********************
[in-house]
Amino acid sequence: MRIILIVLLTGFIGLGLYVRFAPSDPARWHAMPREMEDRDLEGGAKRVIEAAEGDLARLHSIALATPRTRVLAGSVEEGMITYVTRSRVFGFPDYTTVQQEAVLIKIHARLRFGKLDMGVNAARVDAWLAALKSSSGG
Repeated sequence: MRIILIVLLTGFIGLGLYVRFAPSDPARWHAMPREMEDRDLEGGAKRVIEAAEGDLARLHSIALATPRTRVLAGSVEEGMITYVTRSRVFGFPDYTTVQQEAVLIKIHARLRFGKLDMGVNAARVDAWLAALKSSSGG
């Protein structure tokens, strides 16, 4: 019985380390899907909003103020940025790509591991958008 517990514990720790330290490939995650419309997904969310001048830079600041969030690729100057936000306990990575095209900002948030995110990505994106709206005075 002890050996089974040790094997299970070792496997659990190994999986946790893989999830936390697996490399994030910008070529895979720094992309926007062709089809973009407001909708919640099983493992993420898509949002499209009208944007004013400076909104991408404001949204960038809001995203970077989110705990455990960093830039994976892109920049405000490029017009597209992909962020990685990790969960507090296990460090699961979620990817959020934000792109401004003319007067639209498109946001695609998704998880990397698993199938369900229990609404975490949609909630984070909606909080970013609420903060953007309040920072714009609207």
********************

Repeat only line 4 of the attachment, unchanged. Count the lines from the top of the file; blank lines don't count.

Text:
């Protein structure tokens, strides 16, 4: 019985380390899907909003103020940025790509591991958008 517990514990720790330290490939995650419309997904969310001048830079600041969030690729100057936000306990990575095209900002948030995110990505994106709206005075 002890050996089974040790094997299970070792496997659990190994999986946790893989999830936390697996490399994030910008070529895979720094992309926007062709089809973009407001909708919640099983493992993420898509949002499209009208944007004013400076909104991408404001949204960038809001995203970077989110705990455990960093830039994976892109920049405000490029017009597209992909962020990685990790969960507090296990460090699961979620990817959020934000792109401004003319007067639209498109946001695609998704998880990397698993199938369900229990609404975490949609909630984070909606909080970013609420903060953007309040920072714009609207």